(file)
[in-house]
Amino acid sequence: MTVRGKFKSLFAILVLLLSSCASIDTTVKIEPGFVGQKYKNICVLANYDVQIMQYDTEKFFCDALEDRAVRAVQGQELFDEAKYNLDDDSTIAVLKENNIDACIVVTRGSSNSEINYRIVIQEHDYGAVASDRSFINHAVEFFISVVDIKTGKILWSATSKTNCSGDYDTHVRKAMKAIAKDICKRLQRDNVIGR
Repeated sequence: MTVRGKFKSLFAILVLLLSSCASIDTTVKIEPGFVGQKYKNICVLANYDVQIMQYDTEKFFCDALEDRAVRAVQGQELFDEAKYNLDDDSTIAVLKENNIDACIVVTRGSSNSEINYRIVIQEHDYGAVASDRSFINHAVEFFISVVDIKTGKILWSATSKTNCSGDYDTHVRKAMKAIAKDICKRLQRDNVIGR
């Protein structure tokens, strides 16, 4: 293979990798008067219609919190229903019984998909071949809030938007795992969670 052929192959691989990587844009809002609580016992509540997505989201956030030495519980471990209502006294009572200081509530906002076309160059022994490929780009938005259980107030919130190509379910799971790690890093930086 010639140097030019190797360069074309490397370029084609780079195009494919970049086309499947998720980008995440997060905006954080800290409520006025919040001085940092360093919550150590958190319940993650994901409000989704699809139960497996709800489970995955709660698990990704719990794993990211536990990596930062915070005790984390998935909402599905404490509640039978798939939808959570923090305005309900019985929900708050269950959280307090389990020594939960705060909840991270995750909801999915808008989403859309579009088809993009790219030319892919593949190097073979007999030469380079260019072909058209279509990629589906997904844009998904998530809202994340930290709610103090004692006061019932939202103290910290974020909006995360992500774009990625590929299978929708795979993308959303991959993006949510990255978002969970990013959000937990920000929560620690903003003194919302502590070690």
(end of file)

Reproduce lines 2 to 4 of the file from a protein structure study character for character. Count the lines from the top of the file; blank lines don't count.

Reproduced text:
Amino acid sequence: MTVRGKFKSLFAILVLLLSSCASIDTTVKIEPGFVGQKYKNICVLANYDVQIMQYDTEKFFCDALEDRAVRAVQGQELFDEAKYNLDDDSTIAVLKENNIDACIVVTRGSSNSEINYRIVIQEHDYGAVASDRSFINHAVEFFISVVDIKTGKILWSATSKTNCSGDYDTHVRKAMKAIAKDICKRLQRDNVIGR
Repeated sequence: MTVRGKFKSLFAILVLLLSSCASIDTTVKIEPGFVGQKYKNICVLANYDVQIMQYDTEKFFCDALEDRAVRAVQGQELFDEAKYNLDDDSTIAVLKENNIDACIVVTRGSSNSEINYRIVIQEHDYGAVASDRSFINHAVEFFISVVDIKTGKILWSATSKTNCSGDYDTHVRKAMKAIAKDICKRLQRDNVIGR
């Protein structure tokens, strides 16, 4: 293979990798008067219609919190229903019984998909071949809030938007795992969670 052929192959691989990587844009809002609580016992509540997505989201956030030495519980471990209502006294009572200081509530906002076309160059022994490929780009938005259980107030919130190509379910799971790690890093930086 010639140097030019190797360069074309490397370029084609780079195009494919970049086309499947998720980008995440997060905006954080800290409520006025919040001085940092360093919550150590958190319940993650994901409000989704699809139960497996709800489970995955709660698990990704719990794993990211536990990596930062915070005790984390998935909402599905404490509640039978798939939808959570923090305005309900019985929900708050269950959280307090389990020594939960705060909840991270995750909801999915808008989403859309579009088809993009790219030319892919593949190097073979007999030469380079260019072909058209279509990629589906997904844009998904998530809202994340930290709610103090004692006061019932939202103290910290974020909006995360992500774009990625590929299978929708795979993308959303991959993006949510990255978002969970990013959000937990920000929560620690903003003194919302502590070690």